Jay Smith: A Word on the Media


My colleague Andy Perrin is in high dudgeon over the media’s treatment of UNC. In a blog post┬áthis week, he expressed his resentment over the recent New York Times article that praised the investigative journalism of Dan Kane of the N&O. Perrin is convinced that the N&O‘s coverage of UNC has been biased, that it has unfairly focused on sensational allegations of corruption, and that the paper has failed to give the University due credit for all its reform efforts. Mary Willingham and I are singled out in the blog post for actively “fostering” the biased viewpoint that the N&O has developed.

Since Perrin linked me to a viewpoint he calls inaccurate, and since plenty of people rightly take seriously many of the things he says, I want to offer a brief response. Andy Perrin is a smart man, a good sociologist, and a critically important contributor to UNC faculty governance, but on this issue he has become captive to a destructive form of groupthink that now permeates the circles of UNC’s powers that be. For his sake and for the sake of the institution, I hope he soon snaps out of it.

My response to his complaint in a nutshell: UNC-Chapel Hill and its defenders will have a right to complain about media coverage of the scandal when and only when the institution has answered all of the critical outstanding questions that have been hanging over South Building for four years. These questions–enumerated below–are important because they go straight to the heart of the scandal and define the lessons that should have been derived from it. (How can the institution scream ‘give us credit for reforming!’ when so many of the key problems subject to reform–the problems that ostensibly made the reform necessary–have never been publicly identified or openly discussed? Does Perrin really not see this fatal disconnect in his own reasoning?) Questions about the nature, origins, and purpose of the scandalous behavior at UNC have been posed repeatedly by journalists, concerned citizens, and members of the University community; the University has steadfastly refused to answer them. It has gone to great lengths to avoid honoring public records requests. It has used FERPA as a cloak to conceal malfeasance. All complaints about the “unfairness” of those who keep hammering away with questions, and about the “bias” of the newspaper that has served the public so well by refusing to go away, will therefore be discounted and disregarded by rational citizens who care about integrity. It really is that simple. Nothing you do while dancing around the perimeter of the scandal is going to leave anyone satisfied.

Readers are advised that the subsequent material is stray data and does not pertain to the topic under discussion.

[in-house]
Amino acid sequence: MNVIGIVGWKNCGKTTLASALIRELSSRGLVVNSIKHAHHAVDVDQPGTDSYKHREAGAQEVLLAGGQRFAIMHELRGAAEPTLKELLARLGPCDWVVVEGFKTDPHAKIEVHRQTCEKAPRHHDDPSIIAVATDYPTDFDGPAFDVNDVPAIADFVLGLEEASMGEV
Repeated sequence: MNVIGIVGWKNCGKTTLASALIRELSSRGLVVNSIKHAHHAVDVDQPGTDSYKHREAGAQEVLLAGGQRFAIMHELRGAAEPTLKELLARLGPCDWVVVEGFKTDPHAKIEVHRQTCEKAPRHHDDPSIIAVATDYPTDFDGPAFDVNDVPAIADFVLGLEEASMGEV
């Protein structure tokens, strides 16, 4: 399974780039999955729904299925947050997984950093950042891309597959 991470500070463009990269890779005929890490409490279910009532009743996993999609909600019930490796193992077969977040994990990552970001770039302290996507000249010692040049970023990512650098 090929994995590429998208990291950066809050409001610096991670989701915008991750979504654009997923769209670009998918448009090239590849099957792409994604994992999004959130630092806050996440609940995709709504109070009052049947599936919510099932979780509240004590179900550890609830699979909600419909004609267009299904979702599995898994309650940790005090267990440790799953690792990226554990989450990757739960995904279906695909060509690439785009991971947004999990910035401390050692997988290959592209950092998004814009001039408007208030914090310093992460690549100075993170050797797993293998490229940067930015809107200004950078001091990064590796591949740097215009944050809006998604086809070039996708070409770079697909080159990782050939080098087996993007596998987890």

Answer the questions, confront the issues that your answers will inevitably bring to the surface, and you will see all of your critics melt away. You will even begin to hear some of the praise you are already so convinced you deserve. The scandal will be over. We will all finally be able to “move on.” I list here some of the most important outstanding questions and then explain why real “reform” cannot proceed without accurate answers to them:

1. When and why did the systematic corner cutting–including but not limited to the scheduling of paper classes–begin?

2. Who were the primary beneficiaries of academic corner cutting when the whole process began, and how and in which directions did the disease metastasize?

3. Which individuals and offices became aware of, or actively promoted, the corner cutting in question?

4. What motives or forces pushed Nyang’oro/Crowder and any accomplices to do what they did?

5. How and why did Julius Nyang’oro manage to escape the forms of administrative oversight to which all other department heads are routinely subjected? (For example, did he ever go through post-tenure review? If not, how can the institution justify its neglect of this duty?)